FTC warns of rising cryptocurrency fraud

Marked rise in cryptocurrency losses began just as pandemic took hold

Cryptocurrency scams have escalated dramatically in the last six months, according to a Federal Trade Commission (FTC) report. 

The FTC's Cryptocurrency Spotlight report, published Monday, warned that losses to cryptocurrency scams have soared in recent months, almost tripling in Q4 to nearly $30 million. Losses topped $50 million in the first quarter of 2021, the FTC found, with the median loss reaching $1,900 - a 1,000% increase compared to 2020. 

Losses are unevenly distributed, with consumers aged between 20 and 49 five times more likely to report losing money to a cryptocurrency investment scam. Those between 20 and 30 were especially vulnerable, the report said. Conversely, consumers aged 50 and up were less likely to lose money to cryptocurrency crooks, but when they did, the median loss was higher, at $3,250.

Fraud masquerading as investment tips is a common way to reel in victims, warned the FTC. Many of these investment tips are Ponzi schemes that rely on 'investors' bringing in more people, creating long referral chains.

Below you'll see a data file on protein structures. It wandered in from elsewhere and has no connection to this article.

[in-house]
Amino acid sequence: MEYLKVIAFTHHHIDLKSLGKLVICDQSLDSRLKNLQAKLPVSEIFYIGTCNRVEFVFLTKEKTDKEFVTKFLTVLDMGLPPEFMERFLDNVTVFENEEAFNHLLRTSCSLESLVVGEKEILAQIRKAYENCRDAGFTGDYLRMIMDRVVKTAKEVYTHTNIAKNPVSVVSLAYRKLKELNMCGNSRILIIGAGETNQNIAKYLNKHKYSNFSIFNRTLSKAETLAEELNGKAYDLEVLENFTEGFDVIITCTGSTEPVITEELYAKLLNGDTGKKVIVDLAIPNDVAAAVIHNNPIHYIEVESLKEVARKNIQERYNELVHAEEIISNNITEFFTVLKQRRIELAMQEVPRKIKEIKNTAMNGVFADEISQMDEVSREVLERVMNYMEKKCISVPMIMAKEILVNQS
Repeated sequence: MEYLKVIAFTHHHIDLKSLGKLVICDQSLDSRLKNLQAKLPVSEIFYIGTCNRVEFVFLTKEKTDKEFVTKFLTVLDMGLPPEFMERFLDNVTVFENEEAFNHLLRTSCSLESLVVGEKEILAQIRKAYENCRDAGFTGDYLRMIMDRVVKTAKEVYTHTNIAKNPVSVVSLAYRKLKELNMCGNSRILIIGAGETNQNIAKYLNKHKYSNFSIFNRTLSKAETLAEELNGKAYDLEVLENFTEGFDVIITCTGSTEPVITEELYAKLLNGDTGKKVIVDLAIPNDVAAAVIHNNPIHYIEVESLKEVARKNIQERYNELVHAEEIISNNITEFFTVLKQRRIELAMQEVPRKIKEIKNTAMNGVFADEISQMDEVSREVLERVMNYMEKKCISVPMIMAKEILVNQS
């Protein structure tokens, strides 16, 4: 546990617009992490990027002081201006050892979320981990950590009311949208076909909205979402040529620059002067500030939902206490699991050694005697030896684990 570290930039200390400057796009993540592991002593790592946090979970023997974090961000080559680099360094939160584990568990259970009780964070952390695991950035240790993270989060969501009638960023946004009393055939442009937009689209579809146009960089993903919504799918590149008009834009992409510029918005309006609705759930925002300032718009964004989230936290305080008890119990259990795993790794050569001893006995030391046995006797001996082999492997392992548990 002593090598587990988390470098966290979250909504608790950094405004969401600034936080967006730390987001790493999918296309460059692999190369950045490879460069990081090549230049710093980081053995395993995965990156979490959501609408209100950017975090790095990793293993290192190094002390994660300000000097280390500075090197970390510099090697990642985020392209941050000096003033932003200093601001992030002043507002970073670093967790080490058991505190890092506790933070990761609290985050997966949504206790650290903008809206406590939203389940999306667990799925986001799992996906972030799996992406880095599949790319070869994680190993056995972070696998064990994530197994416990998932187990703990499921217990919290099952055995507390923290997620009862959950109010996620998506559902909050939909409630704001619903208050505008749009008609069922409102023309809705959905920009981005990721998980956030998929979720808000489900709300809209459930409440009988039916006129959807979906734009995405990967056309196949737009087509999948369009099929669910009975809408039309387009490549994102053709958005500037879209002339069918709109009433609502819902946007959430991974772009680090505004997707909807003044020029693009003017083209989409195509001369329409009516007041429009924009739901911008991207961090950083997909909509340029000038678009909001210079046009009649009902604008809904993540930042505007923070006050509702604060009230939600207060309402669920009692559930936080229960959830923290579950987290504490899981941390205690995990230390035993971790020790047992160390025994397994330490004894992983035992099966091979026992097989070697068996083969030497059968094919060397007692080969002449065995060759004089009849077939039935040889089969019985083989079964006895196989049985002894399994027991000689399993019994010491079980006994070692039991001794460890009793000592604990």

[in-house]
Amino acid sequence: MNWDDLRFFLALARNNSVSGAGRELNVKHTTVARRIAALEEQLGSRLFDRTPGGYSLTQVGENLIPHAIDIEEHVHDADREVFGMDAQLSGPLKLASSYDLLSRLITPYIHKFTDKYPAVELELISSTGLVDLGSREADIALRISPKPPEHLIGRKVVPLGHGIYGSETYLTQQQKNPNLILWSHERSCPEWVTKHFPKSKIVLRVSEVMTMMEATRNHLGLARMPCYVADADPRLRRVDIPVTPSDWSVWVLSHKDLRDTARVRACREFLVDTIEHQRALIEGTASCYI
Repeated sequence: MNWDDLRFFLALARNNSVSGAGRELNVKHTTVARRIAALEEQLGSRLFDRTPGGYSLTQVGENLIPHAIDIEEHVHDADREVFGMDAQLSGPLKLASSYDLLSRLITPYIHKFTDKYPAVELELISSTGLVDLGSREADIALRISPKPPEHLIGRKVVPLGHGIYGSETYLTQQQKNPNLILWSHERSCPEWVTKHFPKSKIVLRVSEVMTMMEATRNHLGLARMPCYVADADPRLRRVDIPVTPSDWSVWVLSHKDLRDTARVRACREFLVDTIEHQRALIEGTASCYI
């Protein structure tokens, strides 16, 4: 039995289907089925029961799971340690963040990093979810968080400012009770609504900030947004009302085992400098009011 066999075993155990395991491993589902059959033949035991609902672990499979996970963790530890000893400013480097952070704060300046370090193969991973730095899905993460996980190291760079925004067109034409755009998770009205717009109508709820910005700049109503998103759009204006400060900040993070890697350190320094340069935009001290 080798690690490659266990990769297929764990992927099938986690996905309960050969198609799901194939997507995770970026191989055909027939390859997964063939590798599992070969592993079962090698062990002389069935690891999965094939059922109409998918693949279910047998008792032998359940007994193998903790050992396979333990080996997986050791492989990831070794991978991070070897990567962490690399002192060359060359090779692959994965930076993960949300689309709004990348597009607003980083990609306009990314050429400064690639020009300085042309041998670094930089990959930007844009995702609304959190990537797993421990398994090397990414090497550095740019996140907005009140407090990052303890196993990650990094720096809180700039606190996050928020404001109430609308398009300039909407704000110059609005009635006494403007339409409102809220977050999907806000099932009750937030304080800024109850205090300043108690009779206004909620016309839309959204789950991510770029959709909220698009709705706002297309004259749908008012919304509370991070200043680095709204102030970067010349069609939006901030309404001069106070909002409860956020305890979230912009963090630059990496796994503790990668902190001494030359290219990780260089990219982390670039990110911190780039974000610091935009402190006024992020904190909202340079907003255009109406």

Another reason for the rise in cryptocurrency-related losses is that other scammers use the electronic payment method as an easy way to fleece victims. 

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For example, in the past, romance scammers have relied on more conventional forms of payment from their victims. Romance scam perpetrators often ask for money from the victim to pay for a supposed visit. In the last six months, however, 20% of the money lost to romance scammers was sent in cryptocurrency, with many of the victims reporting they thought they were investing in something on the scammer's recommendation.

Other crypto investment scams include “giveaway” fraud. The scammer impersonates a famous figure or takes over their account directly and makes a social media post inviting victims to send cryptocurrency with the promise of more in return.

According to the FTC, scammers impersonated Elon Musk, who advocated for Bitcoin but subsequently stopped accepting payments for Tesla vehicles amid energy consumption concerns. The FTC said that scammers impersonated him to steal $2 million from victims in the past six months.

Impersonating others is a common way to steal cryptocurrency, with 14% of imposter scam victims reporting they used cryptocurrency as their form of payment. Scammers have posted as cryptocurrency exchange Coinbase, which became the first cryptocurrency exchange to go public in mid-April.

Although the FTC focuses on the rise in cryptocurrency losses over the last six months, it's worth noting that losses also rose substantially in Q3 2020, when they more than doubled from the $5 million lost in Q2. This aligns with the onset of the pandemic, which attracted large numbers of new retail investors according to last month’s Charles Schwab survey.

US broker-dealer regulator FINRA found the same in its February survey. Younger, less experienced investors flocked to the markets, research has found.

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